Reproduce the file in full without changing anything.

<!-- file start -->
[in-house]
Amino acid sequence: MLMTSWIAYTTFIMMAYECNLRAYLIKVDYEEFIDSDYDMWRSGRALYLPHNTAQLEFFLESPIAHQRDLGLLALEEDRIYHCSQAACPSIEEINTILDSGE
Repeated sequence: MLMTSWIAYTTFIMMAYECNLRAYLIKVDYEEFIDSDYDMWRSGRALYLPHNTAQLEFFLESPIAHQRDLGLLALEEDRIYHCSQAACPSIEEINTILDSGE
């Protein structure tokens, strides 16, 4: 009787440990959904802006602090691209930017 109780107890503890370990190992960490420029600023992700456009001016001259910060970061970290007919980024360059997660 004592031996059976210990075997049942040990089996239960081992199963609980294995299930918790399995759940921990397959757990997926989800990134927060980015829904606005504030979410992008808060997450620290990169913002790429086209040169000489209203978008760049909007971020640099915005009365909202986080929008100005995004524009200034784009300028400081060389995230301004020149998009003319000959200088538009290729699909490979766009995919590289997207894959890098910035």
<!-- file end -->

[in-house]
Amino acid sequence: MLMTSWIAYTTFIMMAYECNLRAYLIKVDYEEFIDSDYDMWRSGRALYLPHNTAQLEFFLESPIAHQRDLGLLALEEDRIYHCSQAACPSIEEINTILDSGE
Repeated sequence: MLMTSWIAYTTFIMMAYECNLRAYLIKVDYEEFIDSDYDMWRSGRALYLPHNTAQLEFFLESPIAHQRDLGLLALEEDRIYHCSQAACPSIEEINTILDSGE
């Protein structure tokens, strides 16, 4: 009787440990959904802006602090691209930017 109780107890503890370990190992960490420029600023992700456009001016001259910060970061970290007919980024360059997660 004592031996059976210990075997049942040990089996239960081992199963609980294995299930918790399995759940921990397959757990997926989800990134927060980015829904606005504030979410992008808060997450620290990169913002790429086209040169000489209203978008760049909007971020640099915005009365909202986080929008100005995004524009200034784009300028400081060389995230301004020149998009003319000959200088538009290729699909490979766009995919590289997207894959890098910035």